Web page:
Situated atop coal fields that have been burning for decades, sagging houses in India's Jharia village are swallowed whole by the earth, sometimes along with their residents, the Los Angeles Times reports. There's no formal count on how many people have succumbed to the dangerous flames or the myriad health problems that come along with them, but the remaining villagers live in constant fear of being swallowed up. They have few options, thanks to corruption and bureaucracy that make relocation a bleak, empty prospect. One Indian documentary maker calls it "a criminal waste of nonrenewable resources, crony capitalism at its worst."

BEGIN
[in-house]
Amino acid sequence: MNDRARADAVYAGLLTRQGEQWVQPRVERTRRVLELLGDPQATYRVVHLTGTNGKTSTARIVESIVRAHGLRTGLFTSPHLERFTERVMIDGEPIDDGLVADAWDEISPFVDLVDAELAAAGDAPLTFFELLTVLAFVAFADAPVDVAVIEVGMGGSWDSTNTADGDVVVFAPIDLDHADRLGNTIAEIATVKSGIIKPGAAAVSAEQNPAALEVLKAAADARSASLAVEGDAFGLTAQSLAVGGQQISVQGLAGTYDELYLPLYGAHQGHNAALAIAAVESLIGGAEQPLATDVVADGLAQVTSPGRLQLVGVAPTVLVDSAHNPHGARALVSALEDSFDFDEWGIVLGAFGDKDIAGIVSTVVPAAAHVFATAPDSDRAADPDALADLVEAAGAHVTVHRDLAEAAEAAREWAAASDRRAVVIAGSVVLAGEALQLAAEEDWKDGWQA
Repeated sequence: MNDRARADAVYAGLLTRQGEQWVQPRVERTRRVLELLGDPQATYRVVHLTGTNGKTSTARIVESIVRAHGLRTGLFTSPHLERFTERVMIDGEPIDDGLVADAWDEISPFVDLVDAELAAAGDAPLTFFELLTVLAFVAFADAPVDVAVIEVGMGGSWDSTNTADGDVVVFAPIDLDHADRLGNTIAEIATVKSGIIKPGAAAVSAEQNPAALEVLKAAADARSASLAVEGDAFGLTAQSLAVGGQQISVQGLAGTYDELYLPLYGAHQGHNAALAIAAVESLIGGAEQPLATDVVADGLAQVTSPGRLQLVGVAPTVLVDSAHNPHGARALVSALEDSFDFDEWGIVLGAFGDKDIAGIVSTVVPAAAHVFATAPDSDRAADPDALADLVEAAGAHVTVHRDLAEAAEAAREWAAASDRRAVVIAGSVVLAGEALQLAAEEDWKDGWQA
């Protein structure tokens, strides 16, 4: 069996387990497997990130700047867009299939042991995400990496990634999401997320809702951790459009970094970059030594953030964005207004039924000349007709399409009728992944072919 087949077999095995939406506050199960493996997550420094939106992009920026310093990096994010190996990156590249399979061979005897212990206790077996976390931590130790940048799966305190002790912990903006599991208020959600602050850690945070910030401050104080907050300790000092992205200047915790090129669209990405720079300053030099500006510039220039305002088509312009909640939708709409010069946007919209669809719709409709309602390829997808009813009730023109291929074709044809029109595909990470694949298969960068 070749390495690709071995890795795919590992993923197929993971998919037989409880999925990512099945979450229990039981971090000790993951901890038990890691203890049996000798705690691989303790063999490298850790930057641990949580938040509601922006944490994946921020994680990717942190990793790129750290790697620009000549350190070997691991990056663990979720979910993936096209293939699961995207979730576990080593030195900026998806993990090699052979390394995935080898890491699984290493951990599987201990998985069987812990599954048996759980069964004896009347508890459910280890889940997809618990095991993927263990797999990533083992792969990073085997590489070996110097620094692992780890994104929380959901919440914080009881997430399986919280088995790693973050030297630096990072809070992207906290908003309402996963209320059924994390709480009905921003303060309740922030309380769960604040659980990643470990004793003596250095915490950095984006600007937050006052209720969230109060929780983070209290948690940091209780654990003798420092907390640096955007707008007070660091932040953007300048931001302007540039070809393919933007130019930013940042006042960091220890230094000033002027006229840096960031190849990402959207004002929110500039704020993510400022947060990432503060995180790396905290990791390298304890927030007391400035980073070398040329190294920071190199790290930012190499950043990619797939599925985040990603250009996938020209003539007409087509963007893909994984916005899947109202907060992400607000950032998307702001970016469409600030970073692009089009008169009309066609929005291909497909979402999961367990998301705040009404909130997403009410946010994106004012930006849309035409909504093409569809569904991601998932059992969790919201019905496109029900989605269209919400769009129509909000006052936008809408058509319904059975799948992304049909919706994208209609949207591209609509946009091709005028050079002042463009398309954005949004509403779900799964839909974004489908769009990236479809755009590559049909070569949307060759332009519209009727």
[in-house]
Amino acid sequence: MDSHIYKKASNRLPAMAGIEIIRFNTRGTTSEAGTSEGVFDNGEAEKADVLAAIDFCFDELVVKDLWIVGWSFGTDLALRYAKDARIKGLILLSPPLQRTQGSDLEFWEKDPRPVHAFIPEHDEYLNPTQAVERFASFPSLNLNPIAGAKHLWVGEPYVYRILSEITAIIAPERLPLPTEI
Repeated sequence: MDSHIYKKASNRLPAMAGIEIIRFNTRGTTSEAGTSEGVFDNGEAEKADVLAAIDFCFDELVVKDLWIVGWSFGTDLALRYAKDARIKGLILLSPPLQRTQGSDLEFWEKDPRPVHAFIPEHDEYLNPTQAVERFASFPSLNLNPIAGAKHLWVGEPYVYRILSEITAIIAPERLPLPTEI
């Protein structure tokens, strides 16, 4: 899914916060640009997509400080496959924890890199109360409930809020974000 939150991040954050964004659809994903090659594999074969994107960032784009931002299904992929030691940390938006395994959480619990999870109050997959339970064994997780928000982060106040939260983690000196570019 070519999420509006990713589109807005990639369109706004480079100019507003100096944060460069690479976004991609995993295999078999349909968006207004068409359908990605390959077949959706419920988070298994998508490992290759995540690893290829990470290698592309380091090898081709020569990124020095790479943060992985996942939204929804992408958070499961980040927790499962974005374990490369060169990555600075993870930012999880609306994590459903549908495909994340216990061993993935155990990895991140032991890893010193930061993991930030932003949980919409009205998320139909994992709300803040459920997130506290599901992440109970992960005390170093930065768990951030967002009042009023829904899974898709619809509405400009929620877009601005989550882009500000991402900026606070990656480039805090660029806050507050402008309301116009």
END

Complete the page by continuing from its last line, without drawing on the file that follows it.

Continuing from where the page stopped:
The 180 or so families living in the Bokapahadi neighborhood, one of the most desperate parts of Jharia, have been offered relocation packages by the government. But their opportunity to move to nearby Belgharia, dubbed the "City of Hope," isn't as appealing as it may seem. More ramshackle houses await them there, hours away from any job paying a livable wage. The $17,000 they would get to relocate dwindles severely as it passes through a line of bureaucrats eager to take a cut for themselves. On top of that, the valuable coal slowly burning up has gotten a lot of attention from corrupt politicians, coal mine strippers, and even a "coal mafia," activists say. Click to read a less depressing story about fuel in India.